One way is to override the “Campaign Source” before the referrer data is processed. You can do this in Advanced Filters in Universal Analytics by adding this filter:


Here’s a screenshot of this filter applied in Advanced Filters:

This extracts traffic from Google Discover referer before it gets processed and aggregated in ‘Google’.

The second step is to show this traffic neatly in your reports by replacing the less intuitive string ‘quicksearchbox’ string with a more understandable string ‘Discover’.

As the data gets collected overtime, you’ll be able to see this Discover traffic in your reports.

Method 2 (Both UA & GA4): Set Page Location Field in GTM

GA4 does not have the Advanced filter option where we can override Google’s logic within GA4. However, we can override this assignment logic with UTM parameters because they take precedence over GA’s assignment logic.

There is no direct way to append utm parameters to organic listings in Google Discover, because Discover features content at its own choosing.

This is where GTM can help us to append the UTMs in-action before the data reaches Google Analytics. Here’s how:

Step 1: Append UTM parameters to the page_location field in GA4 Configuration tag

The solution is appending utm parameters to the page_location field in the Google Analytics Configuration tag in GTM. The new value of the page_location field will contain two variables: the page URL and a string ?utm_source=discover.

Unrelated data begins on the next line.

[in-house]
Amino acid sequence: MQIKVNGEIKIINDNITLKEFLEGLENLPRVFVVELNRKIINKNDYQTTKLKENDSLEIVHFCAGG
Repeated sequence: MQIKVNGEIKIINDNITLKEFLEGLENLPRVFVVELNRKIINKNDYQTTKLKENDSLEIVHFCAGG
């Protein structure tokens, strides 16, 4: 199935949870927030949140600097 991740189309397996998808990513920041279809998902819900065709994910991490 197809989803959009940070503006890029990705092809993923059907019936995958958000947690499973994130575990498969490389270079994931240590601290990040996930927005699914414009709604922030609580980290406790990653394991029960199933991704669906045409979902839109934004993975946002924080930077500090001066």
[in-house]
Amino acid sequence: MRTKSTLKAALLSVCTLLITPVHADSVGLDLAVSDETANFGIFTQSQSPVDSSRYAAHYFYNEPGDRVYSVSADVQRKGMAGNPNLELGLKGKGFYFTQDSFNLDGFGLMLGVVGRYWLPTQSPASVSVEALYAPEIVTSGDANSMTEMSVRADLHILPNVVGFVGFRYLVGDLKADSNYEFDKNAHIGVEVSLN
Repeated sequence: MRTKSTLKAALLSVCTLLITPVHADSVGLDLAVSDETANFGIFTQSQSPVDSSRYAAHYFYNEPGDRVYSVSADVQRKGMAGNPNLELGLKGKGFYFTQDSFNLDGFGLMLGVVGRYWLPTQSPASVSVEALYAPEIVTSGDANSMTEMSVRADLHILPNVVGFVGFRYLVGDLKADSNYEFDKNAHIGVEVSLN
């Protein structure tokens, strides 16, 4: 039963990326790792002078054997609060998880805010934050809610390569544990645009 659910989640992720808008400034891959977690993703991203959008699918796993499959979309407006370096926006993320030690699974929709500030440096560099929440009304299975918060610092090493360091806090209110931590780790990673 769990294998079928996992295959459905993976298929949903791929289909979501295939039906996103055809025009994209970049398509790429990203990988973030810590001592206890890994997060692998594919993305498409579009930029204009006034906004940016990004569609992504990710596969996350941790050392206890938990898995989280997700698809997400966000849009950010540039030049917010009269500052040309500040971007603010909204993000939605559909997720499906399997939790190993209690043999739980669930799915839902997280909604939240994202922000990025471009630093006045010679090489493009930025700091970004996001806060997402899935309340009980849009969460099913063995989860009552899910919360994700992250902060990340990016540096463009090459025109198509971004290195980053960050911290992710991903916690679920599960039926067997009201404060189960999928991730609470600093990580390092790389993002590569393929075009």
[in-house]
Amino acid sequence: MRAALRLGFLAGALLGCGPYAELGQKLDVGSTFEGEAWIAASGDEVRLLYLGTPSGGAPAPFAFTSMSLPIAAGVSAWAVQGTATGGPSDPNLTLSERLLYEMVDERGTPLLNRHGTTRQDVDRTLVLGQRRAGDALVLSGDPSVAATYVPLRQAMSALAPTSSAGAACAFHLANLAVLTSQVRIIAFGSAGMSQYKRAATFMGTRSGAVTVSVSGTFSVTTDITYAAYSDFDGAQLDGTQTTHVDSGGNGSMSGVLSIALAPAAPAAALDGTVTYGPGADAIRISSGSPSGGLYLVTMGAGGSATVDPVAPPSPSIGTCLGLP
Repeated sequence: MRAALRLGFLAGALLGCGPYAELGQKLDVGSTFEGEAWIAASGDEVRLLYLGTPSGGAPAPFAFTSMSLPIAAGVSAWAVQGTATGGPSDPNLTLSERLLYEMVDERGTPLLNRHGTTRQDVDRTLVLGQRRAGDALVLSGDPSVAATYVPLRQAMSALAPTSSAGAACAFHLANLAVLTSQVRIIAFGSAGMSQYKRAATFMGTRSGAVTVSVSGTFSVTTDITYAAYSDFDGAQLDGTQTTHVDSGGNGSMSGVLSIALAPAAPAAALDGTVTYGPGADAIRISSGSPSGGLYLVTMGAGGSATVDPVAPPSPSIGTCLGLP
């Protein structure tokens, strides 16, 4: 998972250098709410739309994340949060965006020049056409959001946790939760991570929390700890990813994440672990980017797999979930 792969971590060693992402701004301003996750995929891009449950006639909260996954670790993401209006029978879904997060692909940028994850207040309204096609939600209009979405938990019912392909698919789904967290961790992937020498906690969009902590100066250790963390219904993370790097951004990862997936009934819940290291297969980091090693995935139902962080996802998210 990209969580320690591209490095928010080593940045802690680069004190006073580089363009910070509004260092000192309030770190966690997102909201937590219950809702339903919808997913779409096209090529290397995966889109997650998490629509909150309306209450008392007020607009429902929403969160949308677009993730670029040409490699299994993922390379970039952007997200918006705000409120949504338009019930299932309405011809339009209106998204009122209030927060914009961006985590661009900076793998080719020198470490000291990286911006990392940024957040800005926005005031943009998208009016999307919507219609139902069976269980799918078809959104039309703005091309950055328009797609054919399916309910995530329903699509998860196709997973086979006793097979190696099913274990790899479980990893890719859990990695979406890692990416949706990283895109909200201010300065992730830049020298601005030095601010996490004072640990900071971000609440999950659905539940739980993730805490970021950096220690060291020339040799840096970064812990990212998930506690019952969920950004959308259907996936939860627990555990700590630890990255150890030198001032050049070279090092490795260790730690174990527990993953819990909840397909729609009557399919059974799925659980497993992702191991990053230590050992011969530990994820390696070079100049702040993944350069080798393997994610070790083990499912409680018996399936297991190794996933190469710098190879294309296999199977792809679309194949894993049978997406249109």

For this, we’ll need 2 GTM variables – the page URL and a Custom Javascript variable, ‘Overwrite_when_source_is_discover’ that returns the utm parameter we want to append.

An important point to note here is that these utm parameters should not append every time a pageview is sent, but only when the traffic source is Google Discover. Else this will mess up the rest of our data from other traffic sources. This is what we’ll make sure of in step 2.

Step 2: Only append the UTM parameter if referer is Google Discover

Create a Custom Javascript variable Overwrite_when_source_is_discover. This function will detect the referrer and match it with quicksearchbox(Discover referral) and only return the UTM parameter if the referer is Discover.

Here’s an example function that does the trick:

function () {
	var referral = document.referrer;
		if (referral.match("quicksearchbox")) {
		    return "?utm_source=discover"

Here’s how this variable will look like in the GTM interface:

Once the tracking set-up is in place, you can start seeing useful information about Discover traffic in GA4 property. 

It should be noted that in cases when the data is not a significant number, GA4 may not show the traffic source at all in the traffic acquisition report. You can however see this data in ‘Explorations’.

Google Discover can be an opportunity to reach new audiences you might not have found other platforms. Producing high quality content and optimizing it is only half the journey; it’s just as important to track what value this Discover traffic brings to you by tracking it in Google Analytics.

I'm a part of CueBlock's SEO team. I like traveling, reading, and experimenting with new ways in SEO to get the best results.